What just happened? The privacy-focused search engine DuckDuckGo has removed several major pirate websites, such as The Pirate Bay, 1337x, and YTS, from its search results. This move also includes YouTube-ripping services, which are considered a grey area in terms of legality.

Update (April 19): Following reports (including ours) that DuckDuckGo was removing certain pirate sites from its search results, CEO and founder Gabriel Weinberg denied such claims this week, as seen in the tweet below. It should be noted, however, that the site was indeed not listing many of the mentioned sites properly, and this was not limited to the "site: operator," even if the removal was not intentional.

As noted by TorrentFreak, there was a confirmed removal of a group of sites, which were later identified to being delisted from Bing. DuckDuckGo builds its search results from a variety of third-party data from different sources, including Microsoft's Bing engine. The TorrentFreak article also mentions how bogus DMCA takedowns usually result in having sites or specific pages getting removed from search results, and that Bing is particularly sensitive to such actions.

DuckDuckGo is one of the most popular privacy-focused search engines and a renowned alternative to the data-hungry Google. Unlike other search platforms, the site doesn't keep a log of sensitive user information or share its search trends with advertisers.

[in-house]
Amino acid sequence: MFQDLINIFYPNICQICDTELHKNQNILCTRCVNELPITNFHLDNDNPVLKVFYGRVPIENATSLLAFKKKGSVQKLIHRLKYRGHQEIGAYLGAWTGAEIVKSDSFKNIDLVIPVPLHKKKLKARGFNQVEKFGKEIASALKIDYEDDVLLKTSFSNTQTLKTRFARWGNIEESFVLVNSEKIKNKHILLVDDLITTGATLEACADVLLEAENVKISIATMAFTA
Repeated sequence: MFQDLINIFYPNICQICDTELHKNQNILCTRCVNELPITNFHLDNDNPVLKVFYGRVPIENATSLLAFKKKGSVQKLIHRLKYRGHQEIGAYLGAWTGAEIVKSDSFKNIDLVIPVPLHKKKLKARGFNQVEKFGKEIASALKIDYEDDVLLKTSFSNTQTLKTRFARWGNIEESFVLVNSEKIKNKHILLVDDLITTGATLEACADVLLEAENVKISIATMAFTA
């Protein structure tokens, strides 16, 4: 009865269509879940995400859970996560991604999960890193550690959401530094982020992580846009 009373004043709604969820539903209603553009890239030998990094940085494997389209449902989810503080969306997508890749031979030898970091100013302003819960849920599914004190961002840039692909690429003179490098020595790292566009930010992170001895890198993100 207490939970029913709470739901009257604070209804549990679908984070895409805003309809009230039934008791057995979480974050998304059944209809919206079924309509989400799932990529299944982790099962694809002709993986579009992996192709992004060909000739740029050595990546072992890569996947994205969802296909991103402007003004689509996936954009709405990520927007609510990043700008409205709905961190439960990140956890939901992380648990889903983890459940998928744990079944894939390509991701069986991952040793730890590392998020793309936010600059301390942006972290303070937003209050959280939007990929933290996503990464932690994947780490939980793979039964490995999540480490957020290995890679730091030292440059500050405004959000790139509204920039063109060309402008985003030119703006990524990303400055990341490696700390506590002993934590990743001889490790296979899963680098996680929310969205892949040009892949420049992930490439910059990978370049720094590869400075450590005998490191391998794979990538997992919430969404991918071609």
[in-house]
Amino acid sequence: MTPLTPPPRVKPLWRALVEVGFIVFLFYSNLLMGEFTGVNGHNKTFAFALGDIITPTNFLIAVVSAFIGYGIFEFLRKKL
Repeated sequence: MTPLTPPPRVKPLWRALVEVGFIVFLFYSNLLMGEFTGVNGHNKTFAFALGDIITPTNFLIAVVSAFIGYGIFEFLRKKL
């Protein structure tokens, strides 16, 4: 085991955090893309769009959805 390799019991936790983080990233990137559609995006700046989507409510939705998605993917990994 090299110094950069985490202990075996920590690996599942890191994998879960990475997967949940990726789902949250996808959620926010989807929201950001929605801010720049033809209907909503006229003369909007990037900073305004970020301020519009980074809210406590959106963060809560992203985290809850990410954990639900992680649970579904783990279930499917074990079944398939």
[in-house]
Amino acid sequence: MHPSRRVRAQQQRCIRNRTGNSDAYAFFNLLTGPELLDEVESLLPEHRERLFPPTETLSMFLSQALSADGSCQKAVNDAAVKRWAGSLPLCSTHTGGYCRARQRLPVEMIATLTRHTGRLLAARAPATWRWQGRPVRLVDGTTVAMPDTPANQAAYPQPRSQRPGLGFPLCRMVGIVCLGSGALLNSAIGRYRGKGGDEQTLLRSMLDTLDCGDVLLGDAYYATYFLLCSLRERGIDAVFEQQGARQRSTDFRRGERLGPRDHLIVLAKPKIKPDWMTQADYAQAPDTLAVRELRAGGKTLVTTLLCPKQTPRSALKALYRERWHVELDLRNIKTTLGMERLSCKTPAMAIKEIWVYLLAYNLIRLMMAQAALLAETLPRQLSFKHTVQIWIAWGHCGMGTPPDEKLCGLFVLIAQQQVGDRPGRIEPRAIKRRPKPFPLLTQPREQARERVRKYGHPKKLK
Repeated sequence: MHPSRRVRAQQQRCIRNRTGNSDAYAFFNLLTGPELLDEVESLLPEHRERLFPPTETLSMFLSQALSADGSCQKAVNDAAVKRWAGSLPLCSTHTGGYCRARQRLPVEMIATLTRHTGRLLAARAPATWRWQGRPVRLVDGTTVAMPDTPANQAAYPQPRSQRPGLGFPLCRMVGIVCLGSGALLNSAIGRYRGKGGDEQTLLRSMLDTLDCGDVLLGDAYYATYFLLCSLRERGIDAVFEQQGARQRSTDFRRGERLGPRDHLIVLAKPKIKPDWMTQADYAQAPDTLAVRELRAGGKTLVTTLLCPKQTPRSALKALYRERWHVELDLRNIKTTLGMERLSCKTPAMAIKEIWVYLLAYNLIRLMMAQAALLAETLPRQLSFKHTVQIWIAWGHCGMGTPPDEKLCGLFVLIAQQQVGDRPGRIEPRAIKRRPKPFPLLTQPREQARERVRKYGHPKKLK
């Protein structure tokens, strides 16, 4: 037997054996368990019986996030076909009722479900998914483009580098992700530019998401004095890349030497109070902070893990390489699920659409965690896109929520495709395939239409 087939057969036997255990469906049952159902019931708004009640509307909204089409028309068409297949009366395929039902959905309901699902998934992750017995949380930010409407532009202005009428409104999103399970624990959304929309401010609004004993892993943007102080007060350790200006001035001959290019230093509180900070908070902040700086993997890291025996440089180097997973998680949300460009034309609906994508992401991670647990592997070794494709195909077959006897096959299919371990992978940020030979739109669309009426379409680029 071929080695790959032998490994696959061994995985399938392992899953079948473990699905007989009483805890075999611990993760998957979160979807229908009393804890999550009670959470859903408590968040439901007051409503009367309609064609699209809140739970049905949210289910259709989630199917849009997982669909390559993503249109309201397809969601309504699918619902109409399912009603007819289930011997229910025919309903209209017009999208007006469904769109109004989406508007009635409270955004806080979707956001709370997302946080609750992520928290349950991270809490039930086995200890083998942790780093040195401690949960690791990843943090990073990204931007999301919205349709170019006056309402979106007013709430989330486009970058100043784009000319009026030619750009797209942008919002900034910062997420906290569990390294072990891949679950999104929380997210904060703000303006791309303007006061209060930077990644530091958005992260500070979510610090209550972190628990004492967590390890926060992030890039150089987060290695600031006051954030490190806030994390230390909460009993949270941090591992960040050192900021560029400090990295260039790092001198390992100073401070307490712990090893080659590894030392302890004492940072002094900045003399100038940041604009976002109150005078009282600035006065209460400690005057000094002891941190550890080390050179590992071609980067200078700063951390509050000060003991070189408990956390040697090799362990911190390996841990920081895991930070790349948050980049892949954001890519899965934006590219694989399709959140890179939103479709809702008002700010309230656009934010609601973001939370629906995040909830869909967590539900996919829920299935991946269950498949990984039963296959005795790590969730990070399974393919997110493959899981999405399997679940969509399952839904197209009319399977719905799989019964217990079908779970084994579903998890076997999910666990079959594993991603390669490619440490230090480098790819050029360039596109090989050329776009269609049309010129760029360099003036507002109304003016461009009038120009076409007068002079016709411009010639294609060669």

The site has made another move that differentiates itself from Google in the past week: piracy-free search results. On Friday, Torrentfreak discovered that the site deindexed several popular pirate websites, effectively removing them from search results.

DuckDuckGo removed all domains for these sites entirely from its database, with search results being blank or only bringing up a single result. This crackdown includes several types of pirate sites, including torrent indexes, movie streaming portals, and blogs with downloads to cracked video games. However, many less popular piracy websites remain visible.

The change removes the potential vulnerability of DuckDuckGo to copyright issues, despite not hosting any of the copyrighted content. Google has an automated system that eliminates possible DMCA-infringing entries, but that has done little to deter search results for the most popular piracy websites. They have also demoted piracy websites in certain regions, such as the UK.

Surprisingly, the removal includes the homepage to youtube-dl, a Python-based open-source downloader for YouTube and other online videos. Despite challenges from the RIAA, the Electronic Frontier Foundation has defended the legality of youtube-dl, maintaining that the tool is crucial for archiving and documentation purposes.

DuckDuckGo has not yet responded to questions from journalists about the omission. The company recently entered the browser wars with the launch of its privacy-focused desktop browser for Windows and Mac, following their popular free browser for Android.

Image credit: Dawit